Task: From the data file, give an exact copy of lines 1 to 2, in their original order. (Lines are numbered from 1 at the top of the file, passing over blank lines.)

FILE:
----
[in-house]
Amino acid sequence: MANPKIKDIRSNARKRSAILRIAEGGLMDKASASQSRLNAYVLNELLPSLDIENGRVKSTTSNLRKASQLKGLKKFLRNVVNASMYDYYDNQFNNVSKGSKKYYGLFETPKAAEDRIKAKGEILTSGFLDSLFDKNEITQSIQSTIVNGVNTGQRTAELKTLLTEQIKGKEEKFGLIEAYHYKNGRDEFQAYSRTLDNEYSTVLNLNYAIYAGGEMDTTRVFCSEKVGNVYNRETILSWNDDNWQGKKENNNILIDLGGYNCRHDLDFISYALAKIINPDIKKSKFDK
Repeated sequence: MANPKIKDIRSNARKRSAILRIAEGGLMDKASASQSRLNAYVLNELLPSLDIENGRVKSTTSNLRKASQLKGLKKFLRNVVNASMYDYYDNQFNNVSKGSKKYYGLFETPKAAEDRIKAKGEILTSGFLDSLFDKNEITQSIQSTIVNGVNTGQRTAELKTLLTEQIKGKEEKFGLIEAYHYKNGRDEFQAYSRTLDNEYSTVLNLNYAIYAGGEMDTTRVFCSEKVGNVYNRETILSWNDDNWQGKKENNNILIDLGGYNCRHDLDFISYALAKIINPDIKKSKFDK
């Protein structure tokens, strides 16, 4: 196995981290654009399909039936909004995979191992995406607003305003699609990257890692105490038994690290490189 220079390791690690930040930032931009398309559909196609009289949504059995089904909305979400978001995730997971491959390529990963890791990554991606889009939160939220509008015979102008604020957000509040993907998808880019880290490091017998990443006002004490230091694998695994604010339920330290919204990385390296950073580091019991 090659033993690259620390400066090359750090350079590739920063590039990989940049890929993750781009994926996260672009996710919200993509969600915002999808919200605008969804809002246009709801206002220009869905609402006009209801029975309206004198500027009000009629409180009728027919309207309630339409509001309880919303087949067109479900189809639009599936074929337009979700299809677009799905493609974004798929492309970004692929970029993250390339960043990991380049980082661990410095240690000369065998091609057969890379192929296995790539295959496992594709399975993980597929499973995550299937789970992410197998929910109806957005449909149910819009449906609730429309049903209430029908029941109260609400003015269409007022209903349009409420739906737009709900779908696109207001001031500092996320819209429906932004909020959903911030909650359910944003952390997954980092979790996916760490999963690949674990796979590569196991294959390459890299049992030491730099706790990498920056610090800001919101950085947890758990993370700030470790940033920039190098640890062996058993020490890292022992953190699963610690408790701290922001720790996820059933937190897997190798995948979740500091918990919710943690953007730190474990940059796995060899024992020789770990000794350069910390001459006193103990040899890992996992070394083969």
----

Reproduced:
[in-house]
Amino acid sequence: MANPKIKDIRSNARKRSAILRIAEGGLMDKASASQSRLNAYVLNELLPSLDIENGRVKSTTSNLRKASQLKGLKKFLRNVVNASMYDYYDNQFNNVSKGSKKYYGLFETPKAAEDRIKAKGEILTSGFLDSLFDKNEITQSIQSTIVNGVNTGQRTAELKTLLTEQIKGKEEKFGLIEAYHYKNGRDEFQAYSRTLDNEYSTVLNLNYAIYAGGEMDTTRVFCSEKVGNVYNRETILSWNDDNWQGKKENNNILIDLGGYNCRHDLDFISYALAKIINPDIKKSKFDK